Marty's special guest is Kerry footballer Tomás Ó Sé, as he brings down the curtain on his inter-county career. Brenda Donohue catches up with a bunch of Swiss students - the latest winners of our Journey's On Us initiative. And we introduce you to rising star Hannah Roddy - the young girl from Ratoath with the BIG voice!
Mooney has hooked up with Irish Rail for their "The Journey's On Us" initiative. This is where 100 groups of up to 50 people per group will receive a free return rail journey to anywhere in the country. We particularly like this initiative as it allows voluntary, sports and charity groups to have a fun day out and not one that will break the bank.
ALL the winners been chosen and throughout the summer, many groups have been availing of their prize and travelling the Irish Rail Network, having a fun day out.
Recently, our reporter Brenda Donohue met a group of students from Switzerland who won a return trip from Dublin to Belfast... They were led by Palmerstown woman Denise Kelly, and Brenda met Denise and the students at 8am in Connolly Station, before they boarded the train for Belfast...
You might think that living near the airport has its advantages - for instance, you’re always only a short taxi fare away from a spontaneous weekend break! However, a new study claims that living in the vicinity of an airport can have negative effects, and can even lead to greater risk of heart disease and stroke.
Audrey Donohue joins Marty in studio today to explain more...
On Saturday night, Marty was at a Strictly Come Dancing fundraising event in Croke Park, trying to raise a few bob for St Maur’s GAA Club. And, after the interval, a singer took to the stage who was simply AMAZING!!
Her name is Hannah Roddy, she's from Ratoath in County Meath, and when she was only nine, she sang Imelda May’s Johnny Got A Boom Boom on The Late Late Toy Show!
Fast forward two years, and today Hannah Roddy and her mum Maebh Roddy, join Marty and Brenda in studio today!
And if you'd like to hear more of Hannah, she will be singing at a fashion show in Trim Castle tomorrow for the charity 'Aoibheann's Pink Tie', which a Dad set up after his little girl died of cancer. She will also appear at the Liberty Hall concert on Saturday night and then her panto at Christmas.
"The raiding Ó Sé" - Tomás Ó Sé, of course - is one of the greatest defenders that Gaelic Football has produced. He has five All-Ireland winning medals to show for a fifteen-year career in the green and gold of Kerry! Tomás Ó Sé decided to hang up his boots earlier this month, and he’s in our Cork studio today for a chat...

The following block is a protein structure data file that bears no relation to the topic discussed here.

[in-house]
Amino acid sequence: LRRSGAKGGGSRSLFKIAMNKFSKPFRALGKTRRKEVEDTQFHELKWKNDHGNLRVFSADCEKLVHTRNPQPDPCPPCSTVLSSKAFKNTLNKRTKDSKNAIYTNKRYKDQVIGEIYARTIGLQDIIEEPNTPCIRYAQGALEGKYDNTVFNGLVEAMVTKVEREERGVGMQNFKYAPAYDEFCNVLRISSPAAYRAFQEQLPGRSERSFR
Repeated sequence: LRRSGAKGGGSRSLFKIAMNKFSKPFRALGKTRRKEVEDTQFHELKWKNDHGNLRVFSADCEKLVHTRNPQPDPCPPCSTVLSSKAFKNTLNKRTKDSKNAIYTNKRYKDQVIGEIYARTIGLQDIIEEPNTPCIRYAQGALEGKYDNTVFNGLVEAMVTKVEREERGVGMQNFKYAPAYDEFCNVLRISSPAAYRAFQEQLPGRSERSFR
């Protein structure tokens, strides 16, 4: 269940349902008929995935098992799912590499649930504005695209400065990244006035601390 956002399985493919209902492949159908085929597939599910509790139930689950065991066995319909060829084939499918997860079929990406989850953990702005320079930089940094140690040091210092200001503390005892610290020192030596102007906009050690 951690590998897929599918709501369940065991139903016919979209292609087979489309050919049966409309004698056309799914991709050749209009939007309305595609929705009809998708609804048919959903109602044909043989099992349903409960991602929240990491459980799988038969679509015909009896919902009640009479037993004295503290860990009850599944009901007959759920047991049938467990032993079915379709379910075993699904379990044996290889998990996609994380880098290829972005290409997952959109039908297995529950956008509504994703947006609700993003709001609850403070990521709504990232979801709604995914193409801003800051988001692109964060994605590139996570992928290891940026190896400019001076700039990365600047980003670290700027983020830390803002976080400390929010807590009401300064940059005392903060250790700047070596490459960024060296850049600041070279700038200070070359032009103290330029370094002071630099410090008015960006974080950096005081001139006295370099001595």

Staying with Marty's favourite topic, Gaelic Games, have you heard of the G4M? It sounds a bit like the 'G8', but it’s an altogether different sort of summit!
G4M stands for Gaelic For Mothers, and this Saturday 1,000 GAA-mad Mums will convene on the Naomh Mearnóg Club in Portmarnock for their annual 'national blitz'.
The Mums represent 83 clubs from 20 different counties and it is one of the highlights of the Ladies Football Calendar.
Grandmother Sally Geraghty, from Oranmore in Co. Galway, will be playing on Saturday and she is on the line today to tell us more about it...
For more information about Gaelic4Mothers & Others (or G4M+0 as it's sometimes called), then click here to read a booklet all about the initiative!
Hedgerows and the Law
Hedgerows in Ireland form important features in maintaining wildlife diversity and in establishing wildlife "corridors", particularly for birds. The commonest nesting birds found in hedgerows such as wrens, dunnocks, robin and willow warblers depend entirely on insects during the Summer months. In general untrimmed, thorned hedgerows containing species such as blackthorn, whitethorn and holly are favoured by birds as they provide ample food and also serve as a protection against predators.
Section 40 of the Wildlife Act, 1976, as amended by Section 46 of the 2000 Act, provides protection for hedgerows by providing that it shall be an offence for a person to cut, grub, burn or otherwise destroy hedgerows on uncultivated land during the nesting season from 1 March to 31 August, subject to certain exceptions. It is important that, where possible, necessary work to hedgerows is carried out outside this period.
It is possible in most cases to schedule and carry out necessary work to hedgerows outside this period. The legislation makes provision for works (other than road or other construction works) to be carried out for reasons of public health and safety under the authority of any Minister or a body established by statute that lead to the destruction of vegetation. There is also a provision to enable the Minister for Environment, Heritage and Local Government to request from the relevant Minister or body details of any such works together with a statement of the public health and safety factors involved.
It shall not be an offence to destroy vegetation in the ordinary course of agriculture or forestry. Also it shall not be illegal to destroy vegetation while preparing or clearing a site for lawful building or construction works.
It is the policy of the Minister to prosecute for offences under section 40 of the Wildlife Acts 1976 and 2000 and successful prosecutions have been taken under this section in recent years. Members of the public are encouraged to contact their local wildlife ranger and report instances where hedgerows are being destroyed during the prohibited period.
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Please DO NOT send any live, dead or skeletal remains of any creature whatsoever to Mooney Goes Wild.
If you find an injured animal or bird, please contact the National Parks & Wildlife Service on 1890 20 20 21, or BirdWatch Ireland, on 01 281-9878, or visit www.irishwildlifematters.ie